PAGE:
A study by the IUCN Species Survival Commission (SSC) Climate Change Specialist Group in collaboration with other international experts reviews different approaches for assessing the vulnerability of species to climate change and provides valuable guidance for conservation practitioners. The study found an imbalance in the coverage of different species groups and geographic areas, with the majority of studies focusing on birds, mammals, and plants in North America, Europe, and Australia.
“Climate change will be a major driver of biodiversity decline in the coming decades, and accurate predictions of species expected to be affected are essential for gaining time for conservation action -- the sooner we start, the wider the range of options we have,” says lead author Michela Pacifici of the Global Mammal Assessment Program at Sapienza University of Rome.
The authors reviewed a total of 97 studies on the vulnerability of species to climate change published between 1996 and 2014, revealing a bias in taxonomic coverage, scale of application and geographic area.
The majority of studies involved only three continents or subcontinents, with almost 33% of the studies focused on North America, 24% on Europe, and 14% on Australia. There is a severe shortage of studies in the most biodiverse tropical and subtropical regions of the world. Birds have been the most frequently studied taxon, followed by mammals and plants, while non-insect invertebrates such as arthropods, molluscs and sponges, were only seldom assessed. Only 4% of the studies evaluated species’ vulnerability at a global scale, while more than 60% of the assessments were developed at a local scale.
The authors identified areas containing high concentrations of climate change vulnerable species, including the Caribbean, the Amazon basin, Mesoamerica, eastern Europe through central and eastern Asia, the Mediterranean basin, the Himalayas, Southeast Asia, North Africa, the Congo basin, tropical West Africa and Madagascar.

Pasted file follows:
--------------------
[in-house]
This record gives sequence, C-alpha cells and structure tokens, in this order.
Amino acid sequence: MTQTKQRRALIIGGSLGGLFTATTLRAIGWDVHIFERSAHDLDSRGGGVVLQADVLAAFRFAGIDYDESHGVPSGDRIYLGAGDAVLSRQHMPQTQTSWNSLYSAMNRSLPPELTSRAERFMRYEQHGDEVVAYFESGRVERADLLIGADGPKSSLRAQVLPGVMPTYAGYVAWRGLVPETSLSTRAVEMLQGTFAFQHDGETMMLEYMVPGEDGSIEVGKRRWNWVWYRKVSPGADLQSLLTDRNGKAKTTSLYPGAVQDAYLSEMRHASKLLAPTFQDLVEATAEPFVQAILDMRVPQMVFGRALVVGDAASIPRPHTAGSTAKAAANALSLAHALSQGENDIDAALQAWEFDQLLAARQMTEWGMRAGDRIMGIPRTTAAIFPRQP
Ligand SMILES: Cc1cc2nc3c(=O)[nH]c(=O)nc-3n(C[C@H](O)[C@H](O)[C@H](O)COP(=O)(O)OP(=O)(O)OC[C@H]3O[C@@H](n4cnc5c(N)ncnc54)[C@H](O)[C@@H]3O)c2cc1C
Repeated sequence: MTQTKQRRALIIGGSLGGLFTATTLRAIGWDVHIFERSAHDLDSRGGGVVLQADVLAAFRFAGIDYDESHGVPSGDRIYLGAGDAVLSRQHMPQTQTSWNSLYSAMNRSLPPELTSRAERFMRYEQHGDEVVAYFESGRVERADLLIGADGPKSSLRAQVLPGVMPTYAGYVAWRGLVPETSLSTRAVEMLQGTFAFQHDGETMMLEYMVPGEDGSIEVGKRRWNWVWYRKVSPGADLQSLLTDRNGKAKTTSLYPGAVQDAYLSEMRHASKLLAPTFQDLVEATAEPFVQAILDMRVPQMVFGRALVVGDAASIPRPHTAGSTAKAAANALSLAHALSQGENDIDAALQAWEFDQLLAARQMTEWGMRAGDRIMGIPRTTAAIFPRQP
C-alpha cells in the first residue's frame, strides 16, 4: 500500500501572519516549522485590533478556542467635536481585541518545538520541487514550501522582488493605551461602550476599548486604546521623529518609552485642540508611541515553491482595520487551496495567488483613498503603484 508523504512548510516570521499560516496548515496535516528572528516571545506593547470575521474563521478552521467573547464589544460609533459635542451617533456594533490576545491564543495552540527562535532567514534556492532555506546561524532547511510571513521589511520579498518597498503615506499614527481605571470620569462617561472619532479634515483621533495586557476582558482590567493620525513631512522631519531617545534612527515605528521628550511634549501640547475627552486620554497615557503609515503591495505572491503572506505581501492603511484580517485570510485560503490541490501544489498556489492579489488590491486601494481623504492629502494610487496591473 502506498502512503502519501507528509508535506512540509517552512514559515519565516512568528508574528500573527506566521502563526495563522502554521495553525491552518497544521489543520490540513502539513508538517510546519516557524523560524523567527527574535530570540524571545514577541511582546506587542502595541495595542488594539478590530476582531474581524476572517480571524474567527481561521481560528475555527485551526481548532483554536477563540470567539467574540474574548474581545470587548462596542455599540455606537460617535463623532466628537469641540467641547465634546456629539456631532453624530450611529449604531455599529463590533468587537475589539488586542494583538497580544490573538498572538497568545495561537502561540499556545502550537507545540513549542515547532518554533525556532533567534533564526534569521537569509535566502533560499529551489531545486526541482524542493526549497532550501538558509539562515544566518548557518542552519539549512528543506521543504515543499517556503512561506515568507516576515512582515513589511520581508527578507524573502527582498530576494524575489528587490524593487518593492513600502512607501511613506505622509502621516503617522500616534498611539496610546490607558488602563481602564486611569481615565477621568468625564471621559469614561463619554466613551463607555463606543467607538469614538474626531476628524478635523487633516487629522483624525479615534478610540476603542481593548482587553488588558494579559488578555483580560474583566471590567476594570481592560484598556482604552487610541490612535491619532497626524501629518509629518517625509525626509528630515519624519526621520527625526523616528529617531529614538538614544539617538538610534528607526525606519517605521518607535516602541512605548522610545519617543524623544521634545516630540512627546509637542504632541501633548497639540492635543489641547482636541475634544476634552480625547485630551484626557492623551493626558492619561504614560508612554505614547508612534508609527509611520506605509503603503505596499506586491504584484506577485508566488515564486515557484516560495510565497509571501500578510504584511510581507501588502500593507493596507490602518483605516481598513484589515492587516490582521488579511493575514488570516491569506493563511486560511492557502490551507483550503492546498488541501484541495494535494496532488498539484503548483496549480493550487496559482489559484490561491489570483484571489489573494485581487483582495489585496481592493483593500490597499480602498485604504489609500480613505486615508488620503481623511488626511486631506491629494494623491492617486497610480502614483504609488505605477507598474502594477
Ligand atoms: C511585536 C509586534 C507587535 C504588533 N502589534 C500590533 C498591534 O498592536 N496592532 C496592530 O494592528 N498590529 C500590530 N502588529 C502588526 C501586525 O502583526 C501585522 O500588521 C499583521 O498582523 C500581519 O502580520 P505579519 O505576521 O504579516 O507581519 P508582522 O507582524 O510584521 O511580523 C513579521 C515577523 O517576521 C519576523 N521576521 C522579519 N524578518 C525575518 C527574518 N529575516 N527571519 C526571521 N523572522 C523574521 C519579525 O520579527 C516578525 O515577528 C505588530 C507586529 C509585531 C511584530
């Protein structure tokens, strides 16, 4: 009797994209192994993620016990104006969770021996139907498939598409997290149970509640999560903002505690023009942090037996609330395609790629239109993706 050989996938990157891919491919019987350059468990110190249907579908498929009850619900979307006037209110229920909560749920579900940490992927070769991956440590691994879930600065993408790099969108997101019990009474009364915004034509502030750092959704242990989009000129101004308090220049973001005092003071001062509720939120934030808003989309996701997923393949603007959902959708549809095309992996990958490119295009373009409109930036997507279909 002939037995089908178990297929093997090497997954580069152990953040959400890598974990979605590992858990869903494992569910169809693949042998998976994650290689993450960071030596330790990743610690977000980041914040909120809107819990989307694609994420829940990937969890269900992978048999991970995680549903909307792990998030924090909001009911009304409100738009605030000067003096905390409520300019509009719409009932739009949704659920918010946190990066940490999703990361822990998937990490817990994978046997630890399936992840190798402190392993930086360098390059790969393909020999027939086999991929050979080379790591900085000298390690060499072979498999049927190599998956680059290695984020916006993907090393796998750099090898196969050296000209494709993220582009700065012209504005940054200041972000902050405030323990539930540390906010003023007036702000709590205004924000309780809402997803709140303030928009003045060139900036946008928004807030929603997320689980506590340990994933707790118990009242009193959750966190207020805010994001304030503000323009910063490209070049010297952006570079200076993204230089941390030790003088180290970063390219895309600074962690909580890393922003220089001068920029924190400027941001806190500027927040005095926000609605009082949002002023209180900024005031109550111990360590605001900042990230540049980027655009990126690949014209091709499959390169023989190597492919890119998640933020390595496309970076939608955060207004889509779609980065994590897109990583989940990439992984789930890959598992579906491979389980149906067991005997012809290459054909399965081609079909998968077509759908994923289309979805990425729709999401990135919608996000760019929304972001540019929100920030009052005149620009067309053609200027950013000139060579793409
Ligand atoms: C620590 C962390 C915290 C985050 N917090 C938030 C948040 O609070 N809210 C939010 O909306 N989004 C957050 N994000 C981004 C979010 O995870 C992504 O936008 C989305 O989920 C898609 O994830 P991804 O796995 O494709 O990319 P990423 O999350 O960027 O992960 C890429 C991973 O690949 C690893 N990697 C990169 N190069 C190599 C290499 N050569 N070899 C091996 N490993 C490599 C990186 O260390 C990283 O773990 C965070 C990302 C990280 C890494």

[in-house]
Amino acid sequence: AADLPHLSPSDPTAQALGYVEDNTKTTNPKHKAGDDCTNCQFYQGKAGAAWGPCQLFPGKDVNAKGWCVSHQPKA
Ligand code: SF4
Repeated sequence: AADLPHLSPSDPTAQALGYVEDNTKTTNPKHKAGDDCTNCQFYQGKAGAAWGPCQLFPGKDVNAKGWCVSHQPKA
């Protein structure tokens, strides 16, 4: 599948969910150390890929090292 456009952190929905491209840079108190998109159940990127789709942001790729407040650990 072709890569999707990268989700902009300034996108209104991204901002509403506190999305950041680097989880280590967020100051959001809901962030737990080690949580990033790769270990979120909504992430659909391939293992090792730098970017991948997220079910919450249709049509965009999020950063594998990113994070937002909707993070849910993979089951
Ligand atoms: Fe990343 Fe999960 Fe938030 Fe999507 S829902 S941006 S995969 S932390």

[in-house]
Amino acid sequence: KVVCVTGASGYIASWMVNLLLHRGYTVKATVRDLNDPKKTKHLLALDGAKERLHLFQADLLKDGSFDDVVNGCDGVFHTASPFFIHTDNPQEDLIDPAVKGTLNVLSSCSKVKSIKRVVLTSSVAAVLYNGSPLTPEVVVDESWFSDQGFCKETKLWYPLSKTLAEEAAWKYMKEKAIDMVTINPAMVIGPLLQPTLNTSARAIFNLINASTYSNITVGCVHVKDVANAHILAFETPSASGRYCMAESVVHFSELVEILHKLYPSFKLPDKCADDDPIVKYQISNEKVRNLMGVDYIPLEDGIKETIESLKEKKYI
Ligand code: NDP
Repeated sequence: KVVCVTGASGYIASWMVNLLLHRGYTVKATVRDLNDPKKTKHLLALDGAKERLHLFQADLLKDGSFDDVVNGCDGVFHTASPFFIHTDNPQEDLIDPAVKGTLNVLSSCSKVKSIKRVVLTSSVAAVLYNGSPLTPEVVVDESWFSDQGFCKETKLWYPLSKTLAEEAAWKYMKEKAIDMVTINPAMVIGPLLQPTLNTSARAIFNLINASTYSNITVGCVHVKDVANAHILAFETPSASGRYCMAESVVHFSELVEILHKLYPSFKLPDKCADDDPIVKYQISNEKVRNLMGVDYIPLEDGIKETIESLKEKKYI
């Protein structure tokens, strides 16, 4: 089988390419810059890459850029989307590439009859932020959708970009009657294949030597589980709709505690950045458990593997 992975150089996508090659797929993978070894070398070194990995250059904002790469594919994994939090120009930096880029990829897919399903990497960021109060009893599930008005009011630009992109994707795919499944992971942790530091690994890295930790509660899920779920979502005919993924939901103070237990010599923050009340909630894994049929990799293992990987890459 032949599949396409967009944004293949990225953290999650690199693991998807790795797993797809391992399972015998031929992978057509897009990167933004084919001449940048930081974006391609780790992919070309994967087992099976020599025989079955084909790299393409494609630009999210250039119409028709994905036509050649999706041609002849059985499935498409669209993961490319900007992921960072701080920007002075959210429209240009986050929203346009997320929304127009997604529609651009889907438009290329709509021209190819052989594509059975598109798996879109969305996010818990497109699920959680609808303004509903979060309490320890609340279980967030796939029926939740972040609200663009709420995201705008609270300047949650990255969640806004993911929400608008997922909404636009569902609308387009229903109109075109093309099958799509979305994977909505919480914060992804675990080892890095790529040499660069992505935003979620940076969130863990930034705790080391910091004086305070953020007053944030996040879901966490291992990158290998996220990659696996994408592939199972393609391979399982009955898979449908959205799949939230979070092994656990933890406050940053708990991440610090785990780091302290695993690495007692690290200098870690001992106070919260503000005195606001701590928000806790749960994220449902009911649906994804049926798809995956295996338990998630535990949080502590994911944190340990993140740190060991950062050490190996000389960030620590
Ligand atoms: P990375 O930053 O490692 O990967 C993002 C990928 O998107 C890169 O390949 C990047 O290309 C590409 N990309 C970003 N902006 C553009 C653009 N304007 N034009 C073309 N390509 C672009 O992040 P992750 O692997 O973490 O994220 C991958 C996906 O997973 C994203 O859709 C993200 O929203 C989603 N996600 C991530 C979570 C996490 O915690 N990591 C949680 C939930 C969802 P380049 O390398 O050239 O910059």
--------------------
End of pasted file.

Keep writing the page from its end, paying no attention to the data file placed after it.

"Increasing global warming, together with habitat loss, is predicted to severely affect biodiversity in many developing countries," says co-author Carlo Rondinini, coordinator of the Global Mammal Assessment Program at Sapienza University of Rome. "Therefore, it is essential to conduct studies and increase monitoring efforts in these data-deficient areas."
An additional shortcoming of previous studies is that they only focused on the direct impacts of climate change. The authors point out that indirect impacts within biological communities, as well as changes in human use of natural resources, will have substantial, complex, and often multiplicative impacts on species. The growing human population will itself be increasingly affected by climate change, with human adaptation responses likely to result in substantial negative impacts on biodiversity.
“The paper is a firm foundation for the development of guidelines for practitioners (currently in preparation), to help them select and use the most appropriate approaches to assess the vulnerability of species to climate change. This provides a vital component for developing strategies to help biodiversity adapt to climate change,” says co-author Wendy Foden, Co-Chair of the IUCN SSC Climate Change Specialist Group.
The paper, Assessing species vulnerability to climate change, is published in the journal Nature Climate Change.